Set Service Schedule:
- Every Saturday, Great Vespers 5:30 pm.
- Every Sunday, Hours at 9:10 am & Divine Liturgy at 9:30 am.
Weekday schedule during Great Lent
+ A Paraklesis is served at 6:30 am every Tuesday.
+ Matins is served at 6 am, every Wednesday & Thursday.
+ Presanctified is served at 5:30 pm every Wednesday and 8:30 am every Friday.
Bible Study / Orthodox Education: Will not meet in Great Lent, rather come to the Wednesday evening Presanctified.
Upcoming Major & Great Feasts: Great Lent begins on Monday the 11th; Annunciation, Monday the 25th. See calendar for service times.
Women's group: Saturday the 30th.
“Orthodoxy can't be comfortable unless it's fake.”
Fr. Seraphim (Rose) of blessed memory
Holy Week is April 22-27, Holy Pascha falls on Sunday April 28.
Great Lent begins on Monday, March 11. During the first week of Great Lent, Clean week, services will be offered everyday in the morning and evening. Make sure to come to at least one service! Great Lent is not simply a diet change, but also a time for intensified prayer. Remember the Church lays out a generous spiritual meal but we have to partake of it. If you have any questions, please ask Fr. Zechariah
During the Sundays of Great Lent, we will be collecting a special offering which will go to the Gobozi Home for the elderly and orphans in Ethiopia. Remember the “trinity” of the Lenten (indeed not only the Lenten) endeavor: Fasting, Prayer, and Alms-giving.
We will be hosting the Mission Vespers on Sunday the 24th, Please make sure to come. Also, please sign up to bring a potluck dish. It is the hosting parishes blessing to feed those who come for the Vespers service. Look for a sign-up sheet soon.
A church cleaning list is now in the Narthex, please consider signing up to clean the Church nave for a month.
Confession is an integral part of true Christian living. An Orthodox Christian who is regularly partaking of Holy Communion needs, for the health of their soul, to be partaking of Holy Confession at least on a monthly basis. This practice of true Christian living should be respected and practiced by all responsible members of the Church who are approaching the Chalice frequently.
Library note: if you have had a library book for awhile please remember to return it. Remember the library is a honor system.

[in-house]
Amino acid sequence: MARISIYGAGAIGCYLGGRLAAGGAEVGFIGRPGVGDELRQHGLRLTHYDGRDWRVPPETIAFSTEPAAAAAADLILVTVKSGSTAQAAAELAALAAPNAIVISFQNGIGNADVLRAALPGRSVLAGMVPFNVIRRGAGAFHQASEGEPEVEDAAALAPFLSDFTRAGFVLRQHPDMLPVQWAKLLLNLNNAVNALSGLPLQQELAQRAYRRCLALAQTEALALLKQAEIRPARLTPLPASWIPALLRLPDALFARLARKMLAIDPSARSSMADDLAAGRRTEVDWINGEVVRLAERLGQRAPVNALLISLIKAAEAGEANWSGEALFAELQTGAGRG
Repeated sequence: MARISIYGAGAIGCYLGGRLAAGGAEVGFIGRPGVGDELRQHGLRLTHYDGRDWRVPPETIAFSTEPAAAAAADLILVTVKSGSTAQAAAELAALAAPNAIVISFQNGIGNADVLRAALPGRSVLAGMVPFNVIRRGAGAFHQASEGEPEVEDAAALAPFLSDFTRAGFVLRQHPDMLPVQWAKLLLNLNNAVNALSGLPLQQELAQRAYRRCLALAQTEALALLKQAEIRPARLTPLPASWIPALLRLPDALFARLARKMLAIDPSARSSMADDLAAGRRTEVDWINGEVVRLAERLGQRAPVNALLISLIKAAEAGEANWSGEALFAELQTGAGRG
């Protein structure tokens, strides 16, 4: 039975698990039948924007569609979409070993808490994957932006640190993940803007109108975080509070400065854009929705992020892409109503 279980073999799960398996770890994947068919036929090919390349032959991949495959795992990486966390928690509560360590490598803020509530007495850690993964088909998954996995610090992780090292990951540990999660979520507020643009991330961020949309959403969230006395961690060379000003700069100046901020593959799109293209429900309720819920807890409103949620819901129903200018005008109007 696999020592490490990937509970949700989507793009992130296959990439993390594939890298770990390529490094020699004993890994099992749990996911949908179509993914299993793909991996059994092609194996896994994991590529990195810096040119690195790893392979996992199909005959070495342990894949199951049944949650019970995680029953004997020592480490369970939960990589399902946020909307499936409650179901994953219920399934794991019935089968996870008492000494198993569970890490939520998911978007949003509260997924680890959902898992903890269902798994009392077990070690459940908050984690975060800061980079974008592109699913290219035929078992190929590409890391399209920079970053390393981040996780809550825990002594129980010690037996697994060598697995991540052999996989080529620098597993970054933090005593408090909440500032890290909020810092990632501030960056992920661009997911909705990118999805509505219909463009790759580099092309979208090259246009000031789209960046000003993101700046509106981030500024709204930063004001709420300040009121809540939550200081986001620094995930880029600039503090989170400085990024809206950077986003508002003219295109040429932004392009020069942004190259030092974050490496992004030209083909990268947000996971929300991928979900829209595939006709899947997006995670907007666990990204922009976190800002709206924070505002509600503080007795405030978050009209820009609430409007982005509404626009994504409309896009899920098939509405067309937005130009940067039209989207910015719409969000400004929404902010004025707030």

A note on Prosphora bread: Prosphora is blessed bread partaken of after Holy Communion and at the conclusion of the Div. Liturgy. Please be mindful of crumbs, it is important to instruct children to eat it with reverence. If you share with a member of the congregation who has not partaken of Holy Communion, please only give one or two pieces. If you notice a number of crumbs on the floor please pick them up and deposit them outside. Prosphora should never be thrown in the trash.
Parents: please make sure that your children do not go to the restroom unattended. This is for the greater safety of our community and children.
Another reminder: Generally speaking there should be no unnecessary moving about during the Div. Liturgy; specifically during the reading of the Gospel, the Anaphora, and the Our Father all moving about should cease, unless it is an emergency. Parents are encouraged to help their children focus during these times.
Diapers and wipes: we are partnering with a Caring Pregnancy Center through supplying diapers and wipes. Please bring donations to the church. This is an ongoing ministry. A Caring Pregnancy Center helps woman make an informed choice for life. Protecting life at every stage is the job of every Christian.
Coffee Hour: Please be mindful which group you belong to and please be diligent in bringing food. This is in fact a ministry. It is the listed group's responsibility to make sure the coffee is made, please communicate with your group members as to who will do this. Thank you for all your hard work!